Fun is the last thing IT pioneers would have associated with it. Both, the computer and the Internet are children of fear. The ENIAC began as a secret World War II project, whereas the Internet was started so that the communication network would withstand a nuclear attack. The Web had sedate origins; it was invented as a research aid for scientists at CERN. (The French acronym denotes European Centre for Nuclear Research, Geneva) Interestingly, the official publication, Highlights of CERN 1949-1994, makes no mention of the Web. This omission should not cause much surprise. A development becomes a breakthrough only by transcending its immediate context. Since we are all embedded in our own context, it is not always possible to say whether the context would be transcended and if so how. That is why history records many a forecast, which were made with great fanfare but now look foolish.
One of the technological forecasts about computers that has held its ground so far is Moore’s law, named after Gordon Moore, the co-founder of Intel Corporation. First enunciated in 1965, the law in its present form predicts the doubling of a chip’s processing power every 18 months. For the last 30 years, computers have been dutifully living up to Moore’s law, becoming in the process increasingly more powerful and faster. (Moore’s law is expected to hold for another 10 years). Remarkably, the fall in the computer price has been even more spectacular than the rise in power. It is this combination of high sophistication and low price that has enabled the computer to reach out to the whole world.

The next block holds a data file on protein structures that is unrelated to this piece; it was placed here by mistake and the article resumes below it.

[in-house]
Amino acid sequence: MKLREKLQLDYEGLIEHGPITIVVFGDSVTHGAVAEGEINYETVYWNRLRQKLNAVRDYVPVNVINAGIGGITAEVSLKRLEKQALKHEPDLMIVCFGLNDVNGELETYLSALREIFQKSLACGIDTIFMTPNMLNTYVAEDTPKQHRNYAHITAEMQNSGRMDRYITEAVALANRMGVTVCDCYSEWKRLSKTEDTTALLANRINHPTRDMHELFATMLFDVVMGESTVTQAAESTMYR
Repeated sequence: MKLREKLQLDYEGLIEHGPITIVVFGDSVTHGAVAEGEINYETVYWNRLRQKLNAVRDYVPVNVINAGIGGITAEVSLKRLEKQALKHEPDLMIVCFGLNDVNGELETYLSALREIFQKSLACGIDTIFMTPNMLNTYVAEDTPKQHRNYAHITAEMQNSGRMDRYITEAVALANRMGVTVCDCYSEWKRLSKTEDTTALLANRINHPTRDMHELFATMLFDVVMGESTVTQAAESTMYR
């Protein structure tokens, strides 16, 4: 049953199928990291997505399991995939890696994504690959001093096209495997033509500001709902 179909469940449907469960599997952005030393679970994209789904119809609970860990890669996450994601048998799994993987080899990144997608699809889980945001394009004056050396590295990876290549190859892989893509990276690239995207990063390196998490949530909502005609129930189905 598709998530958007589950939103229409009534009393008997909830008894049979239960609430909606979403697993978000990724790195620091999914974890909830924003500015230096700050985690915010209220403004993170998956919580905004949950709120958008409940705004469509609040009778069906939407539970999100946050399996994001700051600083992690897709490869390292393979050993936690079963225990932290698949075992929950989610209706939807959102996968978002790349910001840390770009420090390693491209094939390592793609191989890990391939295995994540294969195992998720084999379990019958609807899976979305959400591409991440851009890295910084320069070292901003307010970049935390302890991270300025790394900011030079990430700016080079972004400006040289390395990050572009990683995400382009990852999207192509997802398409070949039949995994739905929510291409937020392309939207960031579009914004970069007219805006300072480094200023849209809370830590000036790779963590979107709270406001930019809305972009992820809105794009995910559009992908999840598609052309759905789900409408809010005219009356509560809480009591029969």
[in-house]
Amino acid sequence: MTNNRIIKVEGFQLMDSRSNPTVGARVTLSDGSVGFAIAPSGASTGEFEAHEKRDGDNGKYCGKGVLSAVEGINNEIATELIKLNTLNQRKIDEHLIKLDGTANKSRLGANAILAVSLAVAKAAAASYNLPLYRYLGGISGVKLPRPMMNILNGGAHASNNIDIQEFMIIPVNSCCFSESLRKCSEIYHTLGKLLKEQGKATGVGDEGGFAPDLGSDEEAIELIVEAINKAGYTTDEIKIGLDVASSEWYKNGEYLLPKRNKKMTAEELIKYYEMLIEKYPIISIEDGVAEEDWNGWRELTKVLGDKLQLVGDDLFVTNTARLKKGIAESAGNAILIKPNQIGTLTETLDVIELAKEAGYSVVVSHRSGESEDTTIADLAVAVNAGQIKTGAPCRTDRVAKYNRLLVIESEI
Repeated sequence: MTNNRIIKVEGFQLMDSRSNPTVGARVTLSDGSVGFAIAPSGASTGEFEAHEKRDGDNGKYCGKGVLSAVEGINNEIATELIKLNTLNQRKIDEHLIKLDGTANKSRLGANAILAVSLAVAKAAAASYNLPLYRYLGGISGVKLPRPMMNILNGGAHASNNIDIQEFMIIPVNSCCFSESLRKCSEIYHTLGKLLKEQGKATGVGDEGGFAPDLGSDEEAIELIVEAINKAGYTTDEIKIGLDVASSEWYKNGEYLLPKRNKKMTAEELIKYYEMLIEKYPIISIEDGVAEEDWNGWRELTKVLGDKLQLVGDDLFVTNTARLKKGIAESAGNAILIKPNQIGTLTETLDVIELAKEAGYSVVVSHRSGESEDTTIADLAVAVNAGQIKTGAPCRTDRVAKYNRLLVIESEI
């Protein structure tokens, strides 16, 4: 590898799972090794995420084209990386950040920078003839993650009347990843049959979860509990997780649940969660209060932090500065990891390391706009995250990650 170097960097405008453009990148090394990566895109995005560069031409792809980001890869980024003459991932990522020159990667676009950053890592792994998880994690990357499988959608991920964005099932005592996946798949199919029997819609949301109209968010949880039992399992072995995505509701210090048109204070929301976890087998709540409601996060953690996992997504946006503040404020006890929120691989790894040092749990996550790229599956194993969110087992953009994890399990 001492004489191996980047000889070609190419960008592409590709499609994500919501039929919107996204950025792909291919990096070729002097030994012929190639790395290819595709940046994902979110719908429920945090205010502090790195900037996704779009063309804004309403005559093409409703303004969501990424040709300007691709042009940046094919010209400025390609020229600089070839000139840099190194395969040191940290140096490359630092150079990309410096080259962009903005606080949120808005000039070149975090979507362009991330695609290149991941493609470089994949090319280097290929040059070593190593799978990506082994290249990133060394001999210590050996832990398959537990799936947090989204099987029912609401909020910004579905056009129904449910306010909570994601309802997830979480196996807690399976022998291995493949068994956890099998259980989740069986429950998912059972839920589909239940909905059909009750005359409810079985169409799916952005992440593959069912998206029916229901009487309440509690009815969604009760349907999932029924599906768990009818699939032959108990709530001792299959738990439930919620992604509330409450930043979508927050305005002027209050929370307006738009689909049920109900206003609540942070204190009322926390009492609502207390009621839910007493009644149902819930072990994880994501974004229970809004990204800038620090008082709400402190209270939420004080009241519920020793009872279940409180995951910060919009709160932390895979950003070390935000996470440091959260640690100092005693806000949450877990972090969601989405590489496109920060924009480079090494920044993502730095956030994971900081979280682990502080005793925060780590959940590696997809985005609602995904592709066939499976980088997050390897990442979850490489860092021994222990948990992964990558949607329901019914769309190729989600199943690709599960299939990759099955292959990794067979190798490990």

It is however only the application part of the IT that has become broad-based, not the manufacture part. Making of computers remains a highly specialised, geographically restricted activity. But computer is no ordinary machine; it responds to human command via software, which is a program that translates the system of human logic into a set of electromagnetic impulses. Software economics cocks a snook at the received wisdom of traditional economy. Software brings human intellect and innovation centre stage. It is possible, today like never before, to convert (mental) labour into capital without requiring capital to begin with. A material good once sold belongs to the buyer. Its duplication requires material and extra expenditure. In contrast, a software product can be duplicated at practically no cost, and can be sold again and again, while still remaining the property of the seller. The premier role of intellect in the new economy can be gauged from the fact that computer hackers, though branded criminals, are often hired as consultants by mainstream organisations, including the government. (May be, India will be deemed to have come of software age when it produces a world-class hacker!)